The fourth magazine, Marie Claire Idees came in the mail today from my friend Alex at Blossom Boutique. When I visited her a couple of weeks ago she had a copy and was nice enough to send me one when I couldn’t find it near where I live. This is a French magazine and I can only pick out a word here and there thanks to my one semester of French in college. But no matter. The photos are beautiful and, if I can’t figure out the instructions, I’ll find someone who can translate for me.

In case you couldn’t tell, I have a thing for magazines. Not so surprising when I tell you that magazine design is something I do in my other life. I’ve designed kids magazines, agricultural trade magazines (yawn), and some health and medical-related ones, too. Nothing as fun as craft magazines—unfortunately. But I do appreciate a good-looking magazine. If you have any favorites, dear readers, please do share.


Uh, oh

Guess who's taken up residence in my strawberry patch?


And it's worse than that—there are two of them! I went to check for ripe berries and some of the ones I thought would be perfect on my cereal this morning were gone. And others had little bites out of them. Now, there are lots of strawberries and I don't mind sharing, but can't they please eat the whole strawberry?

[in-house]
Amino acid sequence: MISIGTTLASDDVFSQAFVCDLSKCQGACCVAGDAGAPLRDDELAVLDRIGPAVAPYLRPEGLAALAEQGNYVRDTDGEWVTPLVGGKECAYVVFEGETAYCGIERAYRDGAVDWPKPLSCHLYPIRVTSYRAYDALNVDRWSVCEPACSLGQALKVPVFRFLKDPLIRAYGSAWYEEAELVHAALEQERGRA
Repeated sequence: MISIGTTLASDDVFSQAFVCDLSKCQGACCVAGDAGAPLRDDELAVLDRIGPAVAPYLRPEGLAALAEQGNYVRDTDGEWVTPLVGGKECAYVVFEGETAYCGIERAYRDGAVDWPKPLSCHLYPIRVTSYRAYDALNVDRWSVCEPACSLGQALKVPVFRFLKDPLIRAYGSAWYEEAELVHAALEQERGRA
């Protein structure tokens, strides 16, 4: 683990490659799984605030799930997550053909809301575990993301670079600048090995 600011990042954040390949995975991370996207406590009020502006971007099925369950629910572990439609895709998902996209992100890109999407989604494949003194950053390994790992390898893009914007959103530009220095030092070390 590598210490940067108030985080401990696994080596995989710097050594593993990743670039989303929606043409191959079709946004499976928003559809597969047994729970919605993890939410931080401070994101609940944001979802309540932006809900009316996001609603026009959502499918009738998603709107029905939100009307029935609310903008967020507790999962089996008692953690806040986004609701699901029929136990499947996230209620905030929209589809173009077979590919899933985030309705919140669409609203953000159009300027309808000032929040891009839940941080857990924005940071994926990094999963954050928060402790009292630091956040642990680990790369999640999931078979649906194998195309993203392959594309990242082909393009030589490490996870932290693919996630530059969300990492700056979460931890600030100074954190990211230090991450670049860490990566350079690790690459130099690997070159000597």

Look at this—they're not the slightest bit afraid of me!



The power of making

For as long as I can remember I’ve kept journals. Oh, nothing formal – just plain notebooks usually. I write quotes from books or magazines, paste in photos that I like, and draw little sketches for things I’d like to make someday. I was cleaning the other day and came across some old journals from years ago.

Often when I save things I'm not even sure why. So it’s interesting that something I wrote down more than 15 years ago can still resonate and have meaning – maybe more so now than it did then. Keep in mind that I wasn’t doing much crafting or quilting when I wrote this quote by Miriam Shapiro:

“What is a quilt? Among other things, it is the history of women, a receptacle of passions, attitudes, largesse, and anger. It is a reassembling process, which in itself may embody a solution to human problems. It is inspiration, a connection to self, the dogged will to make something extraordinary in the midst of family routine, a sense of wholeness, the wish to please, to succeed, pleasure in the act of working and knowing the power of “making.”

The power of making – wow, don’t you love that? And not just as it applies to quilting.

…the quilting tradition illuminates the darkness of women’s history like a torch, showing us the strength and power of women as artist-makers and the consolidation of women as a sharing community.”

A sharing community. And isn’t that exactly what we’re doing here online - just on a much larger scale? There aren’t a lot of crafty women or outlets for creativity where I live. The internet has given me (and all of us) a way connect with women who have the same interests and to form friendships all over the world. And I think that’s an amazing thing. And something Miriam wouldn't have even dreamed of back when she wrote that.